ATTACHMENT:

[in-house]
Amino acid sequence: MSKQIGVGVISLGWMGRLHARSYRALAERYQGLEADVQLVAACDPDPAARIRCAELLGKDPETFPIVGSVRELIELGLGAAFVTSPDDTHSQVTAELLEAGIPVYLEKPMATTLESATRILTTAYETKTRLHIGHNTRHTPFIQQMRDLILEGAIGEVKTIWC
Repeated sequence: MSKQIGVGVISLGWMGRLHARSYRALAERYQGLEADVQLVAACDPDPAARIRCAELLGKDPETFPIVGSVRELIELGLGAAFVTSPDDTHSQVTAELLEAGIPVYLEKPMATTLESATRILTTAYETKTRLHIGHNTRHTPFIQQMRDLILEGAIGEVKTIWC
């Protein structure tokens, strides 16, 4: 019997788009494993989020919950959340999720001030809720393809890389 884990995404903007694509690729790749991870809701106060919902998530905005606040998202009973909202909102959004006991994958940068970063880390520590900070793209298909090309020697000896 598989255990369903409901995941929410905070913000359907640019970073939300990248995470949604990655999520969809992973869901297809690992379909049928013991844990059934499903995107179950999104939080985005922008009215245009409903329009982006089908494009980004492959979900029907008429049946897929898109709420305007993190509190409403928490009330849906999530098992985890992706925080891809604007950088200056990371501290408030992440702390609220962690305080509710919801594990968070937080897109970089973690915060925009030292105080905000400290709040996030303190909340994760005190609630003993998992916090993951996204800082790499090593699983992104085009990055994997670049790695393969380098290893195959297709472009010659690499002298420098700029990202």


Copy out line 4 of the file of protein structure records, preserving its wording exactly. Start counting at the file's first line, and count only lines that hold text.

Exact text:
């Protein structure tokens, strides 16, 4: 019997788009494993989020919950959340999720001030809720393809890389 884990995404903007694509690729790749991870809701106060919902998530905005606040998202009973909202909102959004006991994958940068970063880390520590900070793209298909090309020697000896 598989255990369903409901995941929410905070913000359907640019970073939300990248995470949604990655999520969809992973869901297809690992379909049928013991844990059934499903995107179950999104939080985005922008009215245009409903329009982006089908494009980004492959979900029907008429049946897929898109709420305007993190509190409403928490009330849906999530098992985890992706925080891809604007950088200056990371501290408030992440702390609220962690305080509710919801594990968070937080897109970089973690915060925009030292105080905000400290709040996030303190909340994760005190609630003993998992916090993951996204800082790499090593699983992104085009990055994997670049790695393969380098290893195959297709472009010659690499002298420098700029990202």